Life is hard. It doesn't matter whether one has had an NDE or not, I suspect. Tragedies happen. Our beloved friends and family die, or are incapacitated by a horrific illness and experience a slow decline to the point where they're no longer themselves. We see this with advanced dementia. It makes one wonder what constitutes a person, and when enough is enough.

I agree, and I have always agreed, that love is central to the message of the NDE, even though the full implications are far beyond my understanding. To care about one another, to realize that we're all deeply connected, to know that when the least among us is harmed, we are all harmed...these are deep truths that few of us truly comprehend and appreciate. Even in the case where some of us do have this insight, it's still difficult to escape the confines of our self-preserving, narcissistic egos and reach out to help others, particularly where it involves effort or financial loss. To be fully human seems to necessitate that we fight against our animalistic impulses to hoard, compete, and so on.

Even though I don't say it often (in fact, have I ever said it until now?), I like and admire both you and Aaron, despite the devastating attacks that you've launched against me here and there. I say this because I care about becoming a better person. I value criticism. I don't want to become my father, an abusive and ignorant tyrant. I want to use what talent I have to make the world better, and I feel very fortunate to be in a set of circumstances that I believe will enable me to do that.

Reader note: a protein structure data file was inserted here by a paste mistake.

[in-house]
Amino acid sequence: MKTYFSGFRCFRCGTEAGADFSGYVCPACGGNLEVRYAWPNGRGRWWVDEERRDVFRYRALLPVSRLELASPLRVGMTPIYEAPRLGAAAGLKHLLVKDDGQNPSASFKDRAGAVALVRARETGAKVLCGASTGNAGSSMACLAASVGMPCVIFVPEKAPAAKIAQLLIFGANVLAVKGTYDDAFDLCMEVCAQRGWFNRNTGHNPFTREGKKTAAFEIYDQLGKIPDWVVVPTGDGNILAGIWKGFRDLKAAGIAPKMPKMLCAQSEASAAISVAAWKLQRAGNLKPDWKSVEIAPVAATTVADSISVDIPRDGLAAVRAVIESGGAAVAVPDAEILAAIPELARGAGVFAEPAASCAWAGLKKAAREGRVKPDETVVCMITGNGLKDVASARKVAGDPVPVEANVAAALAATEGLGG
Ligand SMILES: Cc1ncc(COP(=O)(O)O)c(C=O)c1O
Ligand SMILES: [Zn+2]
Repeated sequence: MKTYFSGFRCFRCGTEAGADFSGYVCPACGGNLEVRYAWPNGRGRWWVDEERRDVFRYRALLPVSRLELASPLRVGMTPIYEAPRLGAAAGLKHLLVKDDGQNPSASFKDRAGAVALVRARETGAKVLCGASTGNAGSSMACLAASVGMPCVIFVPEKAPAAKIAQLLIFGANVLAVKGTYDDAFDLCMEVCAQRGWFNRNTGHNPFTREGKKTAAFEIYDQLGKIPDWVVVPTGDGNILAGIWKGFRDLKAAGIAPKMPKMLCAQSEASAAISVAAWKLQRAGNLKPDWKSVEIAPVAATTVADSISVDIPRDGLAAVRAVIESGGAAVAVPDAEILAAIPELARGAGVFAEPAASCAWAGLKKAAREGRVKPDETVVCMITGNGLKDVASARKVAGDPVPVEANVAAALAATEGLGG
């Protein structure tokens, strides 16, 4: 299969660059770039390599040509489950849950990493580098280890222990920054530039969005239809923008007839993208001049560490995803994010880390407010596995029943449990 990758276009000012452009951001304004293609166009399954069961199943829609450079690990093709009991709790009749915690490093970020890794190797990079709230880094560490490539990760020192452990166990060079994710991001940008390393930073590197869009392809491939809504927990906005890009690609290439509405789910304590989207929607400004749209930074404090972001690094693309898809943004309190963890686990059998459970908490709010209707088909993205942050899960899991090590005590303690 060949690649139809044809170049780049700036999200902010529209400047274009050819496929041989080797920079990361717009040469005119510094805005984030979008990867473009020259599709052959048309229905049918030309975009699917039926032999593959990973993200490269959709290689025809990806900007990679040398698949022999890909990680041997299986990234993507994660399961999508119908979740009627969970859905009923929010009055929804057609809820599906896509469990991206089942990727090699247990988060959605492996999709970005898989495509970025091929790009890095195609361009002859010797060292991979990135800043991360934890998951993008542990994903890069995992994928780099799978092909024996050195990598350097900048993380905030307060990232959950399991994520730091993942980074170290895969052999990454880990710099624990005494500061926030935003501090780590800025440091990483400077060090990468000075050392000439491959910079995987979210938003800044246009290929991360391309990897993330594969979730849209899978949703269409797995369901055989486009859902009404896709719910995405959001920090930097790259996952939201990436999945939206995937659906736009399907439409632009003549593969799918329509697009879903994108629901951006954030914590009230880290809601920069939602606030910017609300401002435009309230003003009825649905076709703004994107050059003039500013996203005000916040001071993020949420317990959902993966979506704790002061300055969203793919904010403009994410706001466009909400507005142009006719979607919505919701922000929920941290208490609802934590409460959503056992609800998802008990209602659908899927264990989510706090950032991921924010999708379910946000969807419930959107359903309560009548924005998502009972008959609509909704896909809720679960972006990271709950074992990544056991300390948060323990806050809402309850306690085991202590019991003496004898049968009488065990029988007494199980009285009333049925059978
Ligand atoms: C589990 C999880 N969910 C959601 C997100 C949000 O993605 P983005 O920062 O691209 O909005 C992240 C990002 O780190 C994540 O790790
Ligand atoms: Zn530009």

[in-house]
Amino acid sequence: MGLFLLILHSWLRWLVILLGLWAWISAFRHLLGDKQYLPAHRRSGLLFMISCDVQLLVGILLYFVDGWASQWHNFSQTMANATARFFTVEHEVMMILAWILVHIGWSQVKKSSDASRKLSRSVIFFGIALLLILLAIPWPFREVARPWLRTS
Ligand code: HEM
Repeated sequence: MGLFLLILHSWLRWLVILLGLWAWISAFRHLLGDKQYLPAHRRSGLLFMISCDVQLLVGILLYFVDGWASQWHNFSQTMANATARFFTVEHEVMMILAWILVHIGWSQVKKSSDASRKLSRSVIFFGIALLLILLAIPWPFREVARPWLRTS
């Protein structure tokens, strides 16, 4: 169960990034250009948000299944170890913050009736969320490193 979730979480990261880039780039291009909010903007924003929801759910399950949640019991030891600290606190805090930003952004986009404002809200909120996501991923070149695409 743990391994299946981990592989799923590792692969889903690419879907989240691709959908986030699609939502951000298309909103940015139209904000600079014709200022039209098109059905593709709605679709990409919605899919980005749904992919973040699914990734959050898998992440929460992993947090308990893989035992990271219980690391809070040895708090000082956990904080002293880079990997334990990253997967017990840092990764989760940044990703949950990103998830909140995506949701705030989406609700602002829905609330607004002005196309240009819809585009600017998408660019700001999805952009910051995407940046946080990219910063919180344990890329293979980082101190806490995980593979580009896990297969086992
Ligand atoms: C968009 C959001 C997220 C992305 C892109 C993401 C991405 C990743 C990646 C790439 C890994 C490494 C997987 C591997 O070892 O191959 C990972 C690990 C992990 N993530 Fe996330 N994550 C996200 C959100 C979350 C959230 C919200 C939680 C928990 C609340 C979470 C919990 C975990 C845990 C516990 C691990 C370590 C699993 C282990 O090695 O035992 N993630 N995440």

I'd write about these privately, but I don't know your e-mail address, and Aaron seems determined that I not write him in e-mail. That's fine. I like having a wider audience.

In any case, I think that I've been fortunate in many ways, despite being tremendously unfortunate in being born to a dangerous, mentally ill, perpetually angry, sadistic and cruel father. I like to think that I'm more like my p mother. I despise (non-intellectual, i.e. personal) conflict and appreciate people. Despite my background, upbringing, and circumstances, I think that I've been able to break with the violence of my culture's and father's past to become a person who, if not entirely inherently good, strives for the good. I wish others well. It's not enough for me to succeed. I want all of us to succeed, for we are all, ultimately, one. I hope, that if I achieve a prominent social position, that I'll be able to model behavior that others will emulate--behavior that strives for excellence for all of us.